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ARTIST / SARAH LUCAS

Posted on 09 February 2017

 

SARAH LUCAS

VISUAL ARTIST

LONDON

 

 

 

 

 

 

 

 

CONCEPTUAL ARTIST, SARAH LUCAS, CAME OF AGE IN THE '90s ART SCENCE, AS ONE OF THE ICONIC "YOUNG BRITISH ARTISTS."

 

 

 

 

Lucas's work often serves as a vechile for commentary on gender. Her sculptures, while deformed, echo halmarks of female sexuality with the use of thigh high stockings. Lucas's self protraits meld the masculine and feminine, as often posses with an agressive star, cigarette dangling, alongside a references to gender, such as fried eggs on her chest. If your interested in art and gender, I highly recommend learning more about Sarah Lucas. 

 

 

 

 

 

 

 

 

 

 

 

 

 

 

 

 

 

 

 

 

 

 

(Text Via: Laura Bedford-Turner for Chalk, University of Sussex Arts Society Journal)

 

Sarah Lucas heralded a new sensibility for the 1990s, a raw, angry aspect of British culture. Becoming frustrated with the minimalist-influenced sculpture she made at Goldsmith’s College in the 1980s, she turned to a cheaper, more immediate source of imagery: the tabloid press. Critics have argued that Lucas is, like her YBA contemporaries, disrespectfully commenting on how realities are affected in a media and consumerism saturated society, with an overriding sense of nostalgia for her working class London upbringing. However, unlike Tracey Emin, her work has never been autobiographical, instead presenting a perspective informed by post Freudian social theory and feminism.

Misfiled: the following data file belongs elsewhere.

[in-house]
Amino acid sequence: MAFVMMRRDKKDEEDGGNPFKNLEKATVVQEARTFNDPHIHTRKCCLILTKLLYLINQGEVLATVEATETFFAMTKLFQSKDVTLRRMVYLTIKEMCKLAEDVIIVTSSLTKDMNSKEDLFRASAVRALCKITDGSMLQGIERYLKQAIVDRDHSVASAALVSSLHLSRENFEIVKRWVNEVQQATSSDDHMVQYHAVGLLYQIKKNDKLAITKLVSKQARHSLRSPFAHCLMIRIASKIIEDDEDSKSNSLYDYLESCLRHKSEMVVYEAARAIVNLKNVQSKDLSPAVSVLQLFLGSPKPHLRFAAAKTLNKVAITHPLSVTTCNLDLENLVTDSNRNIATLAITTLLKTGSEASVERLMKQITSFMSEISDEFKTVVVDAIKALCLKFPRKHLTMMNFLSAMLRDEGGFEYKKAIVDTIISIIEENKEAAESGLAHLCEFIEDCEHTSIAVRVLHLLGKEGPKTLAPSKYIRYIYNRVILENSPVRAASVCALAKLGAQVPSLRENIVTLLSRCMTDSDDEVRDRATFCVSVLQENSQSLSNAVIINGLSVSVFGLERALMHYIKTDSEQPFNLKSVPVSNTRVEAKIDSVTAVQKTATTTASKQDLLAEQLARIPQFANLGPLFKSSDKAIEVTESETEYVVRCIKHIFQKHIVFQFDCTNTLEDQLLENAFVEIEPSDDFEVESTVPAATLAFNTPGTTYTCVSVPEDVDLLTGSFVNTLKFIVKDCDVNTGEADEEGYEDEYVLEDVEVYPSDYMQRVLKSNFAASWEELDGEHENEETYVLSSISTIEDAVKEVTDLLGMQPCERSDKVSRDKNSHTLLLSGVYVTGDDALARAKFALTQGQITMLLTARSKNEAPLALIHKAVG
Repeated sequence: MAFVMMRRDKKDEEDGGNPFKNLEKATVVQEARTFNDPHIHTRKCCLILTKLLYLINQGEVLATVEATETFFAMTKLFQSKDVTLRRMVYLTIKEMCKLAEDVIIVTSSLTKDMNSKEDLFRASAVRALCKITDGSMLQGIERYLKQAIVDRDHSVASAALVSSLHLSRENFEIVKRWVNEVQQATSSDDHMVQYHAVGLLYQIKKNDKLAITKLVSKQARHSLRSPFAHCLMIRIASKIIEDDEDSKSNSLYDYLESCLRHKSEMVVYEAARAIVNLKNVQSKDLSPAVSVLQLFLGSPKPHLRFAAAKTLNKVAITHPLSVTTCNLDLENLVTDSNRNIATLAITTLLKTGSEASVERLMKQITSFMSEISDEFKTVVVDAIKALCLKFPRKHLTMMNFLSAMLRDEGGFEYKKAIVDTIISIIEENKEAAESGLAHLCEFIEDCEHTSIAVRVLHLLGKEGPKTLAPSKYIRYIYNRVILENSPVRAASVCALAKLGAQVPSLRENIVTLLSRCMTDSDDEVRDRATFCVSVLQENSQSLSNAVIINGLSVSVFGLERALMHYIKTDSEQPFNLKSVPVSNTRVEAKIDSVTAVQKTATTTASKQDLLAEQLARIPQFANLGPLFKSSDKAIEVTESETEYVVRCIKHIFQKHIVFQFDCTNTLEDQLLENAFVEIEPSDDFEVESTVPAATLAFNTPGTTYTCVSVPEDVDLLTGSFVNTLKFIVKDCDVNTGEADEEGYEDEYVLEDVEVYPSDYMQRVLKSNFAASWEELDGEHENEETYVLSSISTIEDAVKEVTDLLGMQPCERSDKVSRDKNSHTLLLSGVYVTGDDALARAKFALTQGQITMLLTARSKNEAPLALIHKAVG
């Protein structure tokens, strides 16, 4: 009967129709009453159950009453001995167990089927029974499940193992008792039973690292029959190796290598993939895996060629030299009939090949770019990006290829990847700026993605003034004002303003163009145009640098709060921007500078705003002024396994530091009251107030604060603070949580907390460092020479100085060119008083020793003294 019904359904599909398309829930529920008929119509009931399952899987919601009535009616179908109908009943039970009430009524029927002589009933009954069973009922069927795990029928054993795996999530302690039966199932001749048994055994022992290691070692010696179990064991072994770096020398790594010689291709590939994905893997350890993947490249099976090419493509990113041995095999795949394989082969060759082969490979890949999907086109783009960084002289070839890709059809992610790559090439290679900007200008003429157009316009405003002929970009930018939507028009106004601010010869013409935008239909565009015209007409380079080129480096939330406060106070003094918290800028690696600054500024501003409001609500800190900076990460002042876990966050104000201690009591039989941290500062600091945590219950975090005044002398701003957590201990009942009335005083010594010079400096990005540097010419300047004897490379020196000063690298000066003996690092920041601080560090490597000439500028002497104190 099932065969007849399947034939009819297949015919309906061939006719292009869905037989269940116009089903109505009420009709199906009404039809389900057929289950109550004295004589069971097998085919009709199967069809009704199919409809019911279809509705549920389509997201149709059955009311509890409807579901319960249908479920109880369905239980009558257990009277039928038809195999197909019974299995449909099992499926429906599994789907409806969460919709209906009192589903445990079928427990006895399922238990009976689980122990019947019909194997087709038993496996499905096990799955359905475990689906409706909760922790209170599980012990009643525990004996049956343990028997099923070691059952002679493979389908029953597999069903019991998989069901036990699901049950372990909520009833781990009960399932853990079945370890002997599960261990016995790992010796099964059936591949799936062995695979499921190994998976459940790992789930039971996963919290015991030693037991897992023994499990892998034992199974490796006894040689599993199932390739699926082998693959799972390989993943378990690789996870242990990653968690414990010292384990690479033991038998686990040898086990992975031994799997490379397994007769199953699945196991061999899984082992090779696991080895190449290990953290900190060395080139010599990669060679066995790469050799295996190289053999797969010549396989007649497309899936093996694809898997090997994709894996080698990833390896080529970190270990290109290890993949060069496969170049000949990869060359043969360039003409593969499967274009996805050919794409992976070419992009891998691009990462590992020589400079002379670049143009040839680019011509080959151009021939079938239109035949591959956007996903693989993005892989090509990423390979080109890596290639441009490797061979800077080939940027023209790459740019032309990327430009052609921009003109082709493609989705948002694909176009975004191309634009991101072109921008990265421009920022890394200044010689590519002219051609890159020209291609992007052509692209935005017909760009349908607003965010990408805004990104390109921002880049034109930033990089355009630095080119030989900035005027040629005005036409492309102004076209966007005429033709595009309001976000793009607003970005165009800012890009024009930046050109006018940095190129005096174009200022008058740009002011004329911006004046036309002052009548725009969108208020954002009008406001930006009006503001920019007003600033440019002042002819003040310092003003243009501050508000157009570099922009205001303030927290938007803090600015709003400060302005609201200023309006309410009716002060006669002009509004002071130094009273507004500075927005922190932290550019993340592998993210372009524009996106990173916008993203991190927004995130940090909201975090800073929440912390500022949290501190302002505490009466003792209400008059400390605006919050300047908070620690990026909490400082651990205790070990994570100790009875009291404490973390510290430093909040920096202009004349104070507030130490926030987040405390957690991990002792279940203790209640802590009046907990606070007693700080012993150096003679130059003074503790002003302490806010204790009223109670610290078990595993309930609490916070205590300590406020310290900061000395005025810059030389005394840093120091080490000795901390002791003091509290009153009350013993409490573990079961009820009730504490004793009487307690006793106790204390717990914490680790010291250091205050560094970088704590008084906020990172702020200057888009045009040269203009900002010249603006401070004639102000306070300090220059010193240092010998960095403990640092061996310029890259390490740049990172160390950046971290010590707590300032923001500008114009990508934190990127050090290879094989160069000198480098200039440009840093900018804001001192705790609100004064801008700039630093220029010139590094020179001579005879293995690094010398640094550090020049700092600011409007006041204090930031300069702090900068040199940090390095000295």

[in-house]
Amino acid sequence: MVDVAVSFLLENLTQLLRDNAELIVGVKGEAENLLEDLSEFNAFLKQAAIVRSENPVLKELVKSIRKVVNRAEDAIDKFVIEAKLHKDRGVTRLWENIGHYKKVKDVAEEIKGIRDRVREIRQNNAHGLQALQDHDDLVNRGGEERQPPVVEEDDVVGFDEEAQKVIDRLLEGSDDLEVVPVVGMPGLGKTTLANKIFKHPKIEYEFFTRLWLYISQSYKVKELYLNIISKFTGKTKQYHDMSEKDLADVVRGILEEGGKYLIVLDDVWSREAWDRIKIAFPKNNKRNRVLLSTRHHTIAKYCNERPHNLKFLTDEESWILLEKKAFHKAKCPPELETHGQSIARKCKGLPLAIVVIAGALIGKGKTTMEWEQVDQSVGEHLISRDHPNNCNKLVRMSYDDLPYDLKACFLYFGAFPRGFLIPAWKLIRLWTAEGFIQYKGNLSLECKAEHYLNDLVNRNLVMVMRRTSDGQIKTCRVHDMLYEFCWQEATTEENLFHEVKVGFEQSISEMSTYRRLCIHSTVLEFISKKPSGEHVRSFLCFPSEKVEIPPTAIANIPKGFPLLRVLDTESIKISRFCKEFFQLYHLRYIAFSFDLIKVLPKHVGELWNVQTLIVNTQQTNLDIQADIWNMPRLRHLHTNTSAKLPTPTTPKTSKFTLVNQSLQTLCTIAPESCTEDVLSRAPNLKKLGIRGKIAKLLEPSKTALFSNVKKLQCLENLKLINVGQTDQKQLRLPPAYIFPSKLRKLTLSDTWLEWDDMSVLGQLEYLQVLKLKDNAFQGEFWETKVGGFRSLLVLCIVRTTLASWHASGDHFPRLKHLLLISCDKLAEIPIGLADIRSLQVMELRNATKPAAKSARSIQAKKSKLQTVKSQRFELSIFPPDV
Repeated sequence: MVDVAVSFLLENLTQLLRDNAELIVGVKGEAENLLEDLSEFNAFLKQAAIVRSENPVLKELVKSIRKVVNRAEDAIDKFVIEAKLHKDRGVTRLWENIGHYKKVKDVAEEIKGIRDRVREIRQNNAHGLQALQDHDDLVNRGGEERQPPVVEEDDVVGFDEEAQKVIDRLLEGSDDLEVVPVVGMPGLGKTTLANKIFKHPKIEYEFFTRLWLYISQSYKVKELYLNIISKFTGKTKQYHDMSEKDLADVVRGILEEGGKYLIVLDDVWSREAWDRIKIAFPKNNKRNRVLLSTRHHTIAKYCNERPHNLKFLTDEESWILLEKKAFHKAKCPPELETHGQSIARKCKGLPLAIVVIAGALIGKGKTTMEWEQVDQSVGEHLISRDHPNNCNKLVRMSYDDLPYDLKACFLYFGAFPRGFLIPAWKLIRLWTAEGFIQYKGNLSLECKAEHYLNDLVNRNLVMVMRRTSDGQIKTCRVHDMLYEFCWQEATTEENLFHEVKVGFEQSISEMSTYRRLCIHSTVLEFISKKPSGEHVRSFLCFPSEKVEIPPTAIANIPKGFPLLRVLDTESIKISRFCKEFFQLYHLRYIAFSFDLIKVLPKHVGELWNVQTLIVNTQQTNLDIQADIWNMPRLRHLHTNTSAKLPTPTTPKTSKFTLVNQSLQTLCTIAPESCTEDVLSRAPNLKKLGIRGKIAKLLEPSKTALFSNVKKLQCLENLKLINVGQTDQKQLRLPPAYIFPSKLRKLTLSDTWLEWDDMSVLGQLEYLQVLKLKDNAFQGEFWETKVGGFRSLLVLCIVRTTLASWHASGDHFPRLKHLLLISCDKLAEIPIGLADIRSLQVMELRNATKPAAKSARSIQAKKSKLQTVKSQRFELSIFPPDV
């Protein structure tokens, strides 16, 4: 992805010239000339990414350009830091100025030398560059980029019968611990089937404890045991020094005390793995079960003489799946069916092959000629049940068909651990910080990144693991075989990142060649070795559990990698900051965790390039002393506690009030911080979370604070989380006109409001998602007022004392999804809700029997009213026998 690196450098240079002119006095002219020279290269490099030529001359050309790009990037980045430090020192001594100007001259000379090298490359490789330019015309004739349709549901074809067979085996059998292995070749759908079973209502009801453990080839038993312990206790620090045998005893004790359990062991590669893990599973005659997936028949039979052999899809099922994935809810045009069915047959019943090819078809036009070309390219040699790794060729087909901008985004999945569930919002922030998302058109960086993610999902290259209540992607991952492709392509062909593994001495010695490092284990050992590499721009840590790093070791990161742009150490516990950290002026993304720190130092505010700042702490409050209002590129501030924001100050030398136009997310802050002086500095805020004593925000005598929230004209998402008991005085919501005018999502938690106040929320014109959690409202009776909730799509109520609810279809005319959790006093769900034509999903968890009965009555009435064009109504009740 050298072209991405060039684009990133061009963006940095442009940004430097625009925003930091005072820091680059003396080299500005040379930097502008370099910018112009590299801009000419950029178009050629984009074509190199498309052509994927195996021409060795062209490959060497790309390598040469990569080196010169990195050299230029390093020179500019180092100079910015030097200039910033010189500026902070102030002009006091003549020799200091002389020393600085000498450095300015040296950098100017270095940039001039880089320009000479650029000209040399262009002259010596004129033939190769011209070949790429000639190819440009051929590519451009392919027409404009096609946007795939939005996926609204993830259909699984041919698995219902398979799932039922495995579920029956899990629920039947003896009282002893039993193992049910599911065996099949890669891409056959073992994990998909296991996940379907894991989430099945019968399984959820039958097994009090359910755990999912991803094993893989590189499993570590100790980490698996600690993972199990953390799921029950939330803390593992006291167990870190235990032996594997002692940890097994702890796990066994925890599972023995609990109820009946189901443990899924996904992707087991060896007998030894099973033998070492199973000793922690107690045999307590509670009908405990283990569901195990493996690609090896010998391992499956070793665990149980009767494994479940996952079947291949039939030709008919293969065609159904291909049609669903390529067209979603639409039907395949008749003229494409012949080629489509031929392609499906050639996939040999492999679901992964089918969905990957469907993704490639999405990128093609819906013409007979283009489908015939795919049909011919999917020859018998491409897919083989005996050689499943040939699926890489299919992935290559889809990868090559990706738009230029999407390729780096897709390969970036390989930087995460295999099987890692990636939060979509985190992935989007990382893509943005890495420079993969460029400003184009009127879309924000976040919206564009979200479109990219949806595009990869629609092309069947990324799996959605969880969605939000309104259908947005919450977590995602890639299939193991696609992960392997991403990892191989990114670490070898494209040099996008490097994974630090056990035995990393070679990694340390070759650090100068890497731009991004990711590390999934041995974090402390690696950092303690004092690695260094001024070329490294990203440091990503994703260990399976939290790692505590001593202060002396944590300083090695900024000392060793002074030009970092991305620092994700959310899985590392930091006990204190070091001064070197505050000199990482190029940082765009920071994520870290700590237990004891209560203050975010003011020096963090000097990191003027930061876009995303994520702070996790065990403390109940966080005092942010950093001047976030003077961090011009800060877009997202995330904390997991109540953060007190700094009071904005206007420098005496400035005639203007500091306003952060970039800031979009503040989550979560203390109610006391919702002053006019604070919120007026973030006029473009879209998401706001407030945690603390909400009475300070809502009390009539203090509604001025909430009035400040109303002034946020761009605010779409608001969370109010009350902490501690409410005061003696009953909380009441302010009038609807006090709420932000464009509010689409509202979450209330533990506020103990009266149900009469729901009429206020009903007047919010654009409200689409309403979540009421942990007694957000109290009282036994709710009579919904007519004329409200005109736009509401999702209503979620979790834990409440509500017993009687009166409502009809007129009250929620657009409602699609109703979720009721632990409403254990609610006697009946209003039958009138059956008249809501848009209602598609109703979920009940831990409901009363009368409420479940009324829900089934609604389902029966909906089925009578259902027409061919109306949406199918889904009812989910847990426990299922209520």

Inspired by feminist Andrea Dworkin and books on pornography and sexuality, Lucas deals with the male objectification of the female body and how women’s ‘sexual liberation’ has encouraged their inadvertent submissiveness.  Through appropriating masculine tropes and gender constructions, she confronts and dissects them. Instead of portraying the feminine as beauty, like Cindy Sherman before her, Lucas’s sculptures are fuelled by the casual misogyny of everyday life, constructing visual puns to counter stereotypes of femininity

 

 

 

 

 

 

 

 

 

 

 

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